I focused first on the hottest and coldest days of the year for where I live.

The hottest day is July 20th and the coldest day is January 29th around these parts. That tracks with what I’ve found throughout the year, but the item of interest I found was before the pretty little graph and the specific dates. Weather Spark adds a general timeframe for “hot season” and “cold season” and other items that I’ll get into as this post continues on. According to this website, the warm season is 3.6 months long (May to September) and the cold season is 3.4 months long (November to March), on average.

The reason I found these details interesting is because it doesn’t track with what I know to be true due to climate change. Our hotter times tend to last until close to October in recent years. Colder weather isn’t lasting as long and we’ve had unseasonably warm weather in March. While March also brought with it bitterly icy winds, the visual stimulus of cold weather (snow) was notably absent.

Something that TTR didn’t include based on their post was cloud cover. Clouds and cloudiness is a big thing where I live because of the typical weather patterns we should experience. According to the website, we have a “cloudy season” for about 7.6 months of the year with a large portion of this season taking place in winter. The cloudiest day tends to be January 3 while the opposite day is September 5. Both dates track with my own review of what I’ve come to expect from my local weather patterns.

I went through the whole damn website and compiled a list of dates that either will prove useful or I’ll jettison them off into the sun at a later date in time:

  • Hottest Day – July 20
  • Coldest Day – January 29
  • Cloudiest Day – January 3
  • Clearest Day – September 5
  • Rainiest Day – June 3 & October 3
  • Snowiest Day – January 25
  • Muggiest Day – July 29
  • Least Muggiest Day – December 13
  • Windiest Day – February 26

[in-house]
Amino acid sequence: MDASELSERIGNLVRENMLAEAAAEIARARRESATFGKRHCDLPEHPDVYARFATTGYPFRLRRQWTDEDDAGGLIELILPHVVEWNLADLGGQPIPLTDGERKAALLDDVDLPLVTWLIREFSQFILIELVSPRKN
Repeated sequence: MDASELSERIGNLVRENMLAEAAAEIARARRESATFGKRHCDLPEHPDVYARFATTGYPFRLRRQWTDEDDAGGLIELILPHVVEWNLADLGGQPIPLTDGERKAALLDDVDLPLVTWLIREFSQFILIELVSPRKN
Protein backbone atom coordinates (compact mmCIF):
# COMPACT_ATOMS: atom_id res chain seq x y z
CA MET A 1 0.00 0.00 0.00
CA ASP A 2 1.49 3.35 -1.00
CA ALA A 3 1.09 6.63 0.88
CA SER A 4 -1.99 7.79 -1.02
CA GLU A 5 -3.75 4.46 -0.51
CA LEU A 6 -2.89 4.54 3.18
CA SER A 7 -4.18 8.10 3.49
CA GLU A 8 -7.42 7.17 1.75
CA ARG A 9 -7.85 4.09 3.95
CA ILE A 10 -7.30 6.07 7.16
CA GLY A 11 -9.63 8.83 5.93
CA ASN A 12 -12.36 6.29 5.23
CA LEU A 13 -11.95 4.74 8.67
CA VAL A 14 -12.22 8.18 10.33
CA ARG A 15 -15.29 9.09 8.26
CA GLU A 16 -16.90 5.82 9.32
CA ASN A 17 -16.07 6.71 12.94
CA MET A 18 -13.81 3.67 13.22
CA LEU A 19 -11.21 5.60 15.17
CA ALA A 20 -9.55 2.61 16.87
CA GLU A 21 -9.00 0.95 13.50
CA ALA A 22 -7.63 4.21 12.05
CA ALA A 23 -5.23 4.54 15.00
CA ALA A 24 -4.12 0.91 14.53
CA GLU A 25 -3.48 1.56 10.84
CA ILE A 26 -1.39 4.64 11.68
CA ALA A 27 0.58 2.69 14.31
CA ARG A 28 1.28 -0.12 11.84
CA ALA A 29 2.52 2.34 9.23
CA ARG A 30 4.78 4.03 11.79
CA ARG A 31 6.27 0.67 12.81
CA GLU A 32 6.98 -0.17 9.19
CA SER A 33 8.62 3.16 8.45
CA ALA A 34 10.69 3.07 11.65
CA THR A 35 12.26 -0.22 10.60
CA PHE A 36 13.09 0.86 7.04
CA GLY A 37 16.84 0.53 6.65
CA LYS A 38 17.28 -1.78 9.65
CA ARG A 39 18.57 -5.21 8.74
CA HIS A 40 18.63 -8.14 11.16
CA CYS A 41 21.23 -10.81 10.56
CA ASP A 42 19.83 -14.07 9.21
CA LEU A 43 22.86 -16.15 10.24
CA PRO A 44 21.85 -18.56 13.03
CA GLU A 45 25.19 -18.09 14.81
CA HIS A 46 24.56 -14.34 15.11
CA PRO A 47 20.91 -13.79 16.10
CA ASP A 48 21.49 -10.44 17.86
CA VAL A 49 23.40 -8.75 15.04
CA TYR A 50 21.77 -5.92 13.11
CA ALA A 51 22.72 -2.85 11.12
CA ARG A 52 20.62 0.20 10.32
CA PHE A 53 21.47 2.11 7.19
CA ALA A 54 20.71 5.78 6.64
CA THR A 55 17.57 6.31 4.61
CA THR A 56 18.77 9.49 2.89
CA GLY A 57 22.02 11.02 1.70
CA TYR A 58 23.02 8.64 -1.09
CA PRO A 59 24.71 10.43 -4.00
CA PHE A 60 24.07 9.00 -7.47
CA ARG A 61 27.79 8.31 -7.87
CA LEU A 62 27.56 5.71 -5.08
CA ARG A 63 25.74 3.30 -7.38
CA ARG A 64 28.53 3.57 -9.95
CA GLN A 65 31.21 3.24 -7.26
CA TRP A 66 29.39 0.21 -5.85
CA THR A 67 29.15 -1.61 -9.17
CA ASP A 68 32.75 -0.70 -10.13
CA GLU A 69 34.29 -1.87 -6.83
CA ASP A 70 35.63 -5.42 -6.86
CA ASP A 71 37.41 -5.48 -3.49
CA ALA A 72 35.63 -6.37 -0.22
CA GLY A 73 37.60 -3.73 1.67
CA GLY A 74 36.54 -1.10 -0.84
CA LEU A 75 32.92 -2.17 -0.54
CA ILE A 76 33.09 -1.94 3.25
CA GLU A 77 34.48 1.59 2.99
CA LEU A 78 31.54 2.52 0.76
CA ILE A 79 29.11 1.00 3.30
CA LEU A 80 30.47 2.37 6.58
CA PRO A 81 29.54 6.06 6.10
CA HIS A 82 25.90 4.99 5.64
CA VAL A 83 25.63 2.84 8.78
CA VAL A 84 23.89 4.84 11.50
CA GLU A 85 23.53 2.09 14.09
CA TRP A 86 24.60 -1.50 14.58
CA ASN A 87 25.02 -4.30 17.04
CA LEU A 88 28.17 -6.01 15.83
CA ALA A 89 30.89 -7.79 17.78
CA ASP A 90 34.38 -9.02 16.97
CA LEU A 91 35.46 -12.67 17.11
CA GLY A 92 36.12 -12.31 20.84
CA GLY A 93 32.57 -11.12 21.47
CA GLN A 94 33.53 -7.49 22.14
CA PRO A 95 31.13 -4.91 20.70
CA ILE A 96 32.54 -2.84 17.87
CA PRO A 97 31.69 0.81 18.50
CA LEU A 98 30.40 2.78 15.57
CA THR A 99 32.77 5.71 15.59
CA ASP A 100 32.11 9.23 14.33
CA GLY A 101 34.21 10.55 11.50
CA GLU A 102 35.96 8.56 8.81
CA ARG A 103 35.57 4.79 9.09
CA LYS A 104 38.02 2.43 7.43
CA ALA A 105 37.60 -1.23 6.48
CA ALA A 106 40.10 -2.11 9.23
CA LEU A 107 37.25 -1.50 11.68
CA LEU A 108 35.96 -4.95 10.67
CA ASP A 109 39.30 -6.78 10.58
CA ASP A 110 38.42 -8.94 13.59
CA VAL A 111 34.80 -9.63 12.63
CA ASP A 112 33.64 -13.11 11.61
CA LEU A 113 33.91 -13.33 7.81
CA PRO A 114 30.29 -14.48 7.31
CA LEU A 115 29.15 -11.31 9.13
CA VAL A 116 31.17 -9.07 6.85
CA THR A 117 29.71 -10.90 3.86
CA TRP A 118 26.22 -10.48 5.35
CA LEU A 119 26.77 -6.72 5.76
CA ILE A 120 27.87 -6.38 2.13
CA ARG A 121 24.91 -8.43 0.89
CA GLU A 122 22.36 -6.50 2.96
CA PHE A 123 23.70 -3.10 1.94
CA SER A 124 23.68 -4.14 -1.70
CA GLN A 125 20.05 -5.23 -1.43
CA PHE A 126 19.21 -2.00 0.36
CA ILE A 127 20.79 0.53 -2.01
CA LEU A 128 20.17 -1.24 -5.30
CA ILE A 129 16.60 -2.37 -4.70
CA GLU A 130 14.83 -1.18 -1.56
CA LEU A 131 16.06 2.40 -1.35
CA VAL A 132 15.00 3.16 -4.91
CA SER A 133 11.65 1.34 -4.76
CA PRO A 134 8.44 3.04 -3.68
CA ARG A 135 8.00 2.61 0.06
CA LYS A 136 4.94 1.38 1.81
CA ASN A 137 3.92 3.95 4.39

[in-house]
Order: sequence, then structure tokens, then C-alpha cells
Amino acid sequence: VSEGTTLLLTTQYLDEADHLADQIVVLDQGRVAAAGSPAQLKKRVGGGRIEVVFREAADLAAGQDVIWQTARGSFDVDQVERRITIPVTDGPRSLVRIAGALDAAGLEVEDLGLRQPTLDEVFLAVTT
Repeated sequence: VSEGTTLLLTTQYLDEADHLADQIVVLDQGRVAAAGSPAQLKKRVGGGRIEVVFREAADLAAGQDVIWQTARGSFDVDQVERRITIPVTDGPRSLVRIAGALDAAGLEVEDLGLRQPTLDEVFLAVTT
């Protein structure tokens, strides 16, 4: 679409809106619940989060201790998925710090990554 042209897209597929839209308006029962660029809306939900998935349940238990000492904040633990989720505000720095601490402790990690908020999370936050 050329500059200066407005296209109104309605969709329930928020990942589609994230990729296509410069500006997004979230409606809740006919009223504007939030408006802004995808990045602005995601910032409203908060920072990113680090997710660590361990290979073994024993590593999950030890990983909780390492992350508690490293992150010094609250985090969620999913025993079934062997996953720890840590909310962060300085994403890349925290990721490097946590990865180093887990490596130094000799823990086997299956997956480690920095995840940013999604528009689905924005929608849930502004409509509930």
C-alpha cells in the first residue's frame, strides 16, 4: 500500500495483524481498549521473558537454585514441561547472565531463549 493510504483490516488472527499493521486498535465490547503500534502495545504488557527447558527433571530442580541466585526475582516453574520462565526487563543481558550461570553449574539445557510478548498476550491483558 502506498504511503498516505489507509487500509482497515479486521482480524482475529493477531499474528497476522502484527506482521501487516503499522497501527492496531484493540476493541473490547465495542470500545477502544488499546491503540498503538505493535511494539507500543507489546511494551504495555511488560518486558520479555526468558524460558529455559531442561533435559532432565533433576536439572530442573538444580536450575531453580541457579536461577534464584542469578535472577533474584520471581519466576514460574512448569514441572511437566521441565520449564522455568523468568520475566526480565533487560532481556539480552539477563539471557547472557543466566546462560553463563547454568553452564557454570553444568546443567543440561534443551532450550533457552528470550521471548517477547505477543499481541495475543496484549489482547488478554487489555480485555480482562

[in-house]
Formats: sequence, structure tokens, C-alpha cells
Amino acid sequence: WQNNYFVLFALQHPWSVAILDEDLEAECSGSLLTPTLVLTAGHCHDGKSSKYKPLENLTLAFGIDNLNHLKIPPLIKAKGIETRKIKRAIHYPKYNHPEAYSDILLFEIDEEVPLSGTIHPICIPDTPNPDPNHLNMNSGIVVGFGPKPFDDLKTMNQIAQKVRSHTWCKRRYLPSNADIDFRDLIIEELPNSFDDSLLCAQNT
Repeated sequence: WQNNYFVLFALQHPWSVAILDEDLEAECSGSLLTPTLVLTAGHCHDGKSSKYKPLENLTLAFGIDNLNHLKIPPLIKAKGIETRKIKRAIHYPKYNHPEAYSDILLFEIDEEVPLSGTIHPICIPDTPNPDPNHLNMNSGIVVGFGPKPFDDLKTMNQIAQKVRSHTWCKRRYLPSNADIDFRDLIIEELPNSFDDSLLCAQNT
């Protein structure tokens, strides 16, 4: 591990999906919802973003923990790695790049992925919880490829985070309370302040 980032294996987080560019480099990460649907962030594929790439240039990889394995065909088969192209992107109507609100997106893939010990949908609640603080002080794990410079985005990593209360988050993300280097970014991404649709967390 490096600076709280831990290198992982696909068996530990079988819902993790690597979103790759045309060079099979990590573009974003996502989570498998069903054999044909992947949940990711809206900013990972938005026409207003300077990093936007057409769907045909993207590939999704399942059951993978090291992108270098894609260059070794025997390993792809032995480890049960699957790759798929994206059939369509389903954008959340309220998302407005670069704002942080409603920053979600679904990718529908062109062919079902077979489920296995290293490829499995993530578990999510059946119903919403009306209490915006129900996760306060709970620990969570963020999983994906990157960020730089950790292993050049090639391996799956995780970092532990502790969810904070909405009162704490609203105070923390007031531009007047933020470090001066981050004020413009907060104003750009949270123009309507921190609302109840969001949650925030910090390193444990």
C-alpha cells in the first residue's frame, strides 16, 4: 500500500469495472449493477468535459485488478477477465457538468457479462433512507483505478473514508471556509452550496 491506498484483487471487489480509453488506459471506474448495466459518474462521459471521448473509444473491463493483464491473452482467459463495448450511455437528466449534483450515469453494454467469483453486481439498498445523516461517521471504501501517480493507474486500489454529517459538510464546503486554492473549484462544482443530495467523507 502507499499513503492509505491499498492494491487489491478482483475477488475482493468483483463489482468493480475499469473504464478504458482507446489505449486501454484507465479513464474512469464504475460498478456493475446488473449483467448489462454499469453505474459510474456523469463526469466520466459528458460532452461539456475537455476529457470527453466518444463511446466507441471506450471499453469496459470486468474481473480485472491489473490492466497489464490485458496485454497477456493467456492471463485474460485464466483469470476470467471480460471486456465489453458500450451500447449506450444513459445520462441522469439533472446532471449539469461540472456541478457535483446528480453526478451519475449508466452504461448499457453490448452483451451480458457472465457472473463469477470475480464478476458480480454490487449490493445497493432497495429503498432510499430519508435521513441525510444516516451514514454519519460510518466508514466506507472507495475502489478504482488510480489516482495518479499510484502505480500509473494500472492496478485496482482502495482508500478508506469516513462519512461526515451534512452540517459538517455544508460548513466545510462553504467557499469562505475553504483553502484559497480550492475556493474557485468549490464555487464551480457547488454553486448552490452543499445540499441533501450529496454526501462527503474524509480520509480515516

• Calmest Day – August 12
  • Predominant Wind Direction – West
  • Brightest Day – June 29
  • Darkest Day – December 22
  • Growing Season – April 30 – October 11

I decided to forego the additions about spring & fall only because of how things have been going as far as both seasons due to climate change. Since I’m not sure where climate change will eventually land us, I felt it safest to, as much as I hate this, bar them entrance to any regional calendar I may make until I can figure out a good average.

And I truly hate this. I love spring and I love fall the most. They are my two very favorite seasons, however I can admit that both have been excessively short in recent years. For a few years running, May started the hot season and air conditioning units would begin to run closer to the first of May and than the first of June. September, usually a beautiful time for fall foliage, has been hotter on average than when I was a child. I’ve spent many a-September day, sweating and cranky or in a pool to cool off than I can recall being the norm from my youth.

This year, we do appear to be getting a spring because May has been cooler than it has been the last few years. Mornings, I wake up deliciously chilly with all of my windows open wide to temps in the 40s. I wear a sweater or hoody to start the day before jettisoning it around 10 or 11 in the morning. And I love it, but I also recognize that this will most likely not be the norm for a very long time.

So for now, my seasons will simply have to fall within the dynamic of winter, summer, and rainy.

Creating a Calendar Around Local Ecology: The Backbone

With the backbone all but created, I’m taking a break from working further on the calendar. The next steps, for me at least, require a good deal of further research since I’m still relatively new to this area. I only know the bare bones of historically significant sites, local landforms, and have only just started to source local foci that feel like they need my attention.

Ra had been the driving force in getting me to get these details together and now seems perfectly content with letting me take a break before I move onto the next section in the series. He seems to prefer that I better focus on the ritual prep for the Festival of the Beautiful Reunion, which is currently 23 days out for me.

For the hilarity, I recently pulled out the current iteration of my religious calendar and looked up some of the dates that I had come up with for this project. Each date on my religious calendar actually does correspond with an existing ancient Egyptian holiday. Some of them actually line up pretty well, I think, with those existing holiday forms, so I may keep them when I complete the reworking of the overall calendar. But then again, I might not.

I’m glad that the first portion of this calendar rework project is at least completed. I have a lot more to do besides and it sounds like this will most likely take me the entire year (much like my last calendar rework did). I’ve already at least made a small list of important festivals that have to be kept (The Osiris Mysteries, WR/Intercalary/Propitiation of Sekhmet, and the Festival of the Beautiful Reunion) and those that can go (the smaller one-offs, many of which have to do with Hathor since she had a holiday just about every day) and I’m looking forward to seeing how things look once I’ve finally gotten this project completed.